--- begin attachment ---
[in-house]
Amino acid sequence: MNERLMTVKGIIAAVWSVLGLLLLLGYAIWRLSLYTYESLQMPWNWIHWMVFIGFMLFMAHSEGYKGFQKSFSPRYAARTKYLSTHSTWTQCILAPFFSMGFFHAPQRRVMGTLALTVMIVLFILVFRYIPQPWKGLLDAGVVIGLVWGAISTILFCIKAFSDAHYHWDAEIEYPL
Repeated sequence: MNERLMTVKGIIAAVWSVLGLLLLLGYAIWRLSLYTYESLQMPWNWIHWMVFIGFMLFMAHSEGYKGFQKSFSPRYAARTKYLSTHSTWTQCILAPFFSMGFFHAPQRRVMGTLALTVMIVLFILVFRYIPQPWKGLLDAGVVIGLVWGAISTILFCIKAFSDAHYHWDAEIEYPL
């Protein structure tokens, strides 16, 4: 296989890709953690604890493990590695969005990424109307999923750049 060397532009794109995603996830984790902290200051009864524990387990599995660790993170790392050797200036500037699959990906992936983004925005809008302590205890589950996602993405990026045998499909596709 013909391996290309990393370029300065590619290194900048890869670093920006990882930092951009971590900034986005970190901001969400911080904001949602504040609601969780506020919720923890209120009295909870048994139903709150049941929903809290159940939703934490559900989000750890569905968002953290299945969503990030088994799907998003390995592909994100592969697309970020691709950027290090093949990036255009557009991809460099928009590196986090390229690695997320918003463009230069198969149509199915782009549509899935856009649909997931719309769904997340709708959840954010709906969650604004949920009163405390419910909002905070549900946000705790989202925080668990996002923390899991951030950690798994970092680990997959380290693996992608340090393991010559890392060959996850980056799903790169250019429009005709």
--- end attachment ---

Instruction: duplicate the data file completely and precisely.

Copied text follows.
[in-house]
Amino acid sequence: MNERLMTVKGIIAAVWSVLGLLLLLGYAIWRLSLYTYESLQMPWNWIHWMVFIGFMLFMAHSEGYKGFQKSFSPRYAARTKYLSTHSTWTQCILAPFFSMGFFHAPQRRVMGTLALTVMIVLFILVFRYIPQPWKGLLDAGVVIGLVWGAISTILFCIKAFSDAHYHWDAEIEYPL
Repeated sequence: MNERLMTVKGIIAAVWSVLGLLLLLGYAIWRLSLYTYESLQMPWNWIHWMVFIGFMLFMAHSEGYKGFQKSFSPRYAARTKYLSTHSTWTQCILAPFFSMGFFHAPQRRVMGTLALTVMIVLFILVFRYIPQPWKGLLDAGVVIGLVWGAISTILFCIKAFSDAHYHWDAEIEYPL
């Protein structure tokens, strides 16, 4: 296989890709953690604890493990590695969005990424109307999923750049 060397532009794109995603996830984790902290200051009864524990387990599995660790993170790392050797200036500037699959990906992936983004925005809008302590205890589950996602993405990026045998499909596709 013909391996290309990393370029300065590619290194900048890869670093920006990882930092951009971590900034986005970190901001969400911080904001949602504040609601969780506020919720923890209120009295909870048994139903709150049941929903809290159940939703934490559900989000750890569905968002953290299945969503990030088994799907998003390995592909994100592969697309970020691709950027290090093949990036255009557009991809460099928009590196986090390229690695997320918003463009230069198969149509199915782009549509899935856009649909997931719309769904997340709708959840954010709906969650604004949920009163405390419910909002905070549900946000705790989202925080668990996002923390899991951030950690798994970092680990997959380290693996992608340090393991010559890392060959996850980056799903790169250019429009005709």